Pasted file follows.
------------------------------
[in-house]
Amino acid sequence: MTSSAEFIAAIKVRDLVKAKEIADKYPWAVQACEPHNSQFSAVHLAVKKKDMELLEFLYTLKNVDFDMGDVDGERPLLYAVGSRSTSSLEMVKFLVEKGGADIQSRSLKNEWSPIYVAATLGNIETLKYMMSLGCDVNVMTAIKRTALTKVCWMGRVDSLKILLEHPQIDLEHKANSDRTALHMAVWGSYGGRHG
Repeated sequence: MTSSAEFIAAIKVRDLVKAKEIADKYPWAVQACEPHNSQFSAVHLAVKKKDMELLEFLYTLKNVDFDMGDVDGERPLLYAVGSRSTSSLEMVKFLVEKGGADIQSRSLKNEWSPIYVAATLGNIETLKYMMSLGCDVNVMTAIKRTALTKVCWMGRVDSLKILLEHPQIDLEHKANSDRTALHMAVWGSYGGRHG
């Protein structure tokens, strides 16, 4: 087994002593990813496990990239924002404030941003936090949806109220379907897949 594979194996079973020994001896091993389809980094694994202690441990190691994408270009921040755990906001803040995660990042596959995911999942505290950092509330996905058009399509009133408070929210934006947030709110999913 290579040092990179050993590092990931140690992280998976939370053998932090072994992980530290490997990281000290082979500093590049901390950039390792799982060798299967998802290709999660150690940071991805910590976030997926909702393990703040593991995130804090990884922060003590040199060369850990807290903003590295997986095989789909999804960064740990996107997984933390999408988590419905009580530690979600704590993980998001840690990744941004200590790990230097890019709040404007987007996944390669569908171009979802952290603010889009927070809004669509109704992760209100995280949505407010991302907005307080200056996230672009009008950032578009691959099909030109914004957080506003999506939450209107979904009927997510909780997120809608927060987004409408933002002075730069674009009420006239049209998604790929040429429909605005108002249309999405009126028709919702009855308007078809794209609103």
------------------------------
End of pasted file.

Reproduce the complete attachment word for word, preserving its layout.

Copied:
[in-house]
Amino acid sequence: MTSSAEFIAAIKVRDLVKAKEIADKYPWAVQACEPHNSQFSAVHLAVKKKDMELLEFLYTLKNVDFDMGDVDGERPLLYAVGSRSTSSLEMVKFLVEKGGADIQSRSLKNEWSPIYVAATLGNIETLKYMMSLGCDVNVMTAIKRTALTKVCWMGRVDSLKILLEHPQIDLEHKANSDRTALHMAVWGSYGGRHG
Repeated sequence: MTSSAEFIAAIKVRDLVKAKEIADKYPWAVQACEPHNSQFSAVHLAVKKKDMELLEFLYTLKNVDFDMGDVDGERPLLYAVGSRSTSSLEMVKFLVEKGGADIQSRSLKNEWSPIYVAATLGNIETLKYMMSLGCDVNVMTAIKRTALTKVCWMGRVDSLKILLEHPQIDLEHKANSDRTALHMAVWGSYGGRHG
């Protein structure tokens, strides 16, 4: 087994002593990813496990990239924002404030941003936090949806109220379907897949 594979194996079973020994001896091993389809980094694994202690441990190691994408270009921040755990906001803040995660990042596959995911999942505290950092509330996905058009399509009133408070929210934006947030709110999913 290579040092990179050993590092990931140690992280998976939370053998932090072994992980530290490997990281000290082979500093590049901390950039390792799982060798299967998802290709999660150690940071991805910590976030997926909702393990703040593991995130804090990884922060003590040199060369850990807290903003590295997986095989789909999804960064740990996107997984933390999408988590419905009580530690979600704590993980998001840690990744941004200590790990230097890019709040404007987007996944390669569908171009979802952290603010889009927070809004669509109704992760209100995280949505407010991302907005307080200056996230672009009008950032578009691959099909030109914004957080506003999506939450209107979904009927997510909780997120809608927060987004409408933002002075730069674009009420006239049209998604790929040429429909605005108002249309999405009126028709919702009855308007078809794209609103």